What is mitral valve prolapse?
Mitral valve prolapse is a common condition and occurs when the leaflets in the mitral valve do not close properly. They may bulge backward into the left atrium. Most patients with this condition are only mildly affected, show no symptoms and don’t need treatment.

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Aortic Conditions

What is an aneurysm?
An aneurysm occurs when a portion of the wall of a blood vessel dilates or bulges outward like a small balloon. Aneurysms can cause clots, aortic dissection or can rupture, making them serious health risks.

What is an aortic aneurysm?
An aortic aneurysm occurs in the aorta, the body's largest artery. A thoracic aortic aneurysm (TAA) appears in the chest portion of the aorta; it can be identified with a chest X-ray or CT scan and may not cause symptoms. An abdominal aortic aneurysm (AAA) appears in the abdominal portion of the aorta, usually near the kidneys; they are usually discovered by CT scans performed for other medical conditions.

What causes aortic aneurysms?
Several factors can contribute to aortic aneurysms:
  • Aging
  • High blood pressure or hypertension
  • Atherosclerosis 
  • Inflammation of the arteries
  • Syphilis
  • Smoking
  • Genetic abnormalities
  • A previous aortic dissection
  • Congenital conditions such as bicuspid aortic valve, Marfan syndrome, Ehlers Danlos syndrome and Turner syndrome
Who is at greatest risk for aortic aneurysms?
The factors that put you at greatest risk of developing an aortic aneurysm are being a white male age 60 or over, having high blood pressure or atherosclerosis, being a cigarette smoker and having a family history of aneurysms. 

Why are aortic aneurysms so dangerous?
Aortic aneurysms are dangerous because they often do not present symptoms until a rupture, internal tear (dissection) or clotting occurs.

How can I find out if I have an aortic aneurysm?
If you are 55 or older and have a family history of aneurysms, discuss this with your doctor so you can be screened. Aneurysms are often discovered when having medical imaging for other conditions.

How will my doctors determine if or when I need surgery?
Depending on the location of the aneurysm, how quickly it is growing and your age and health will be the determining factors your physician will evaluate to decide whether your aneurysm has grown large enough to recommend surgery.

What is "monitoring" for an aortic aneurysm?
With small aneurysms, cardiovascular surgeons generally monitor their growth with an ultrasound examination every six months. While you are being monitored, our team may suggest lifestyle changes, such as quitting smoking, controlling your blood pressure and engaging in mild exercise to improve your health; we may also recommend some medications which have shown to slow the growth of aneurysms.

What are the risks of surgical repair?
If you do not have a history or signs of heart disease, you will probably do very well with aneurysm repair surgery. If you have coronary artery disease, your physician will suggest performing a detailed examination to determine your fitness for surgery.

What do you use to replace the part of the aorta with the aneurysm? How long does the replacement part last?
The damaged section of the aorta is replaced with an artificial tube of Dacron® or Gore-Tex® fabric; it will last for the rest of your lifetime.

How long does it take to recover? What is the likelihood of returning to a normal life?
Following surgery, the average hospital stay is between 5 to 10 days; it will likely take you about 6 weeks to recover in order to return to work. Most people return to their normal lives.

Can the aneurysm come back if I have surgery to fix it? Will I still need to take medication after surgery?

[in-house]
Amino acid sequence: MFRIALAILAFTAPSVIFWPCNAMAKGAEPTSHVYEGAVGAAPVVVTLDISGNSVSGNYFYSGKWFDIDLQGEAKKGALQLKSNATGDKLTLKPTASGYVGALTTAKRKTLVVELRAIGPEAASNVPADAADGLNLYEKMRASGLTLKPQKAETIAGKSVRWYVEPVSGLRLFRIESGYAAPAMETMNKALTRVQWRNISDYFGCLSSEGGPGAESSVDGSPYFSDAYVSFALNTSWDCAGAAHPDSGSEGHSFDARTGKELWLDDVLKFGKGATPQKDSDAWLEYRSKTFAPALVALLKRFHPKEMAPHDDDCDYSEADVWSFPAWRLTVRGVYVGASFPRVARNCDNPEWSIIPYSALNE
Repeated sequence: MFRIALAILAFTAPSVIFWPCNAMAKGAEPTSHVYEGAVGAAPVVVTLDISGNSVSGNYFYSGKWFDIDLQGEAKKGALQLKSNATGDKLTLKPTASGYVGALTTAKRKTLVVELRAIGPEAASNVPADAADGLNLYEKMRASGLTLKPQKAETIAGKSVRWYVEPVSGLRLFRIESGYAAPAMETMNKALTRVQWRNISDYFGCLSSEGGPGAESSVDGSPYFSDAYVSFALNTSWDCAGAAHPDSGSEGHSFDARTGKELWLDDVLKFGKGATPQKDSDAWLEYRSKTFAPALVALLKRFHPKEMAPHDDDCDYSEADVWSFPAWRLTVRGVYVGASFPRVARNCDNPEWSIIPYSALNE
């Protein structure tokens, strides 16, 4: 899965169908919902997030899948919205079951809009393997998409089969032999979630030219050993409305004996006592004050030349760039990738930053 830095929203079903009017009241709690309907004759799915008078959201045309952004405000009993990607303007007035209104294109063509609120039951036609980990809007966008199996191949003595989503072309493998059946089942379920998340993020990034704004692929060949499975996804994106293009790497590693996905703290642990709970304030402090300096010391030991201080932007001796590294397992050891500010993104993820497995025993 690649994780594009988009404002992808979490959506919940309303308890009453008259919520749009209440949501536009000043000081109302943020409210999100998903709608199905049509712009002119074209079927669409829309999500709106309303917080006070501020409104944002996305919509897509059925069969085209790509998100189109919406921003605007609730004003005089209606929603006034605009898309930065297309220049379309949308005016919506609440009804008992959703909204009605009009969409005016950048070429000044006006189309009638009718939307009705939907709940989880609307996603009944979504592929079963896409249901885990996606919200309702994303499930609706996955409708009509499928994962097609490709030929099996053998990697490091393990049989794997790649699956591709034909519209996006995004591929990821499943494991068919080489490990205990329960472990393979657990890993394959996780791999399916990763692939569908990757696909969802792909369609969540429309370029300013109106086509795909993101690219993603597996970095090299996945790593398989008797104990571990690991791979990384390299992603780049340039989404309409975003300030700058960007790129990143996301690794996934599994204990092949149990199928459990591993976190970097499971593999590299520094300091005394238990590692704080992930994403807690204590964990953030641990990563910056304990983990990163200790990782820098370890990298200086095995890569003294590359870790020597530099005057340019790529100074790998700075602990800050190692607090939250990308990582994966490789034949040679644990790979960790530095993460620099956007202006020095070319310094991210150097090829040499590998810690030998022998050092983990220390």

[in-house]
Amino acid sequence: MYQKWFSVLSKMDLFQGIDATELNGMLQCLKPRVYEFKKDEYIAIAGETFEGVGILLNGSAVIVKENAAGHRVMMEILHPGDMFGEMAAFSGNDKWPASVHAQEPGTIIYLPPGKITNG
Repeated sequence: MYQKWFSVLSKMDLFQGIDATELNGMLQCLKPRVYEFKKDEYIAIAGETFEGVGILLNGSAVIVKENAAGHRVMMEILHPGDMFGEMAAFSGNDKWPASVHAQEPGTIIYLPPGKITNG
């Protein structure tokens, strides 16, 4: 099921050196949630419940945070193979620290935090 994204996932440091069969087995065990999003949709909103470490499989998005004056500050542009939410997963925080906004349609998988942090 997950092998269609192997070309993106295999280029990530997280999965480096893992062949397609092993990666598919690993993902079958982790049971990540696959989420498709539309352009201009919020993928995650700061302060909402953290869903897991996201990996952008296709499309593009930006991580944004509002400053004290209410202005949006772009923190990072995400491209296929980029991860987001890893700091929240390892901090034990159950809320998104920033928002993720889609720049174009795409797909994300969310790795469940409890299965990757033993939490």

When a segment of aorta is excised to fix an aneurysm, the weakened section is removed so the chance of an aneurysm reoccurring is almost zero. However, if the aneurysm was caused by a systemic condition (such as atherosclerosis or Marfan syndrome), an aneurysm occurring in another part of the aorta is a distinct possibility. In this case, we would probably recommend medications such as those to help control blood pressure to reduce the chance of another aneurysm. In either case, we will probably recommend imaging scans to monitor for other possible aneurysms.

What is an aortic dissection? How is it different from an aneurysm?
When the interior lining of the aorta tears away, this is known as an aortic dissection; it is a life-threatening condition. It may begin as a tear in the inner lining which allows blood to pool between the outer and inner surfaces of the aorta. Some people may have an aneurysm along with dissection, but not everyone will; conversely, not everyone with an aortic aneurysm will go on to develop a dissection.

What are the symptoms of an aortic dissection?
An acute aortic dissection causes a person to experience a severe, sudden sharp or stabbing pain in the chest, neck, back, abdomen or legs, depending on what section of the aorta the dissection is located. There may be some overlap with the symptoms of a heart attack, but most of the symptoms are different. The sooner an aortic dissection is diagnosed and treated, the better the chances for survival.

What is Marfan Syndrome?
An abnormality in the gene that forms fibrillin-1, a structural component of elastin fibers that give the aorta its strength, causes Marfan syndrome, a disorder that contributes to the formation of thoracic aortic aneurysms. The defect in fibers makes the aorta weak and susceptible to stretching. If you have Marfan syndrome, you are at greater risk for both aortic aneurysms and aortic dissection.

What is a bicuspid aortic valve?
A bicuspid aortic valve is a congenital defect in which the aortic valve only has two leaflets (cuspids) instead of three. This defect may function relatively well, but often aortic stenosis occurs (the valve is narrowed) or the valve leaks. People with this condition usually experience higher rates of premature valve degeneration and can have abnormal aortic tissue structure susceptible to a faster aneurysm growth rate.

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Our physicians at Houston Methodist specialize in heart and vascular conditions at the following convenient locations.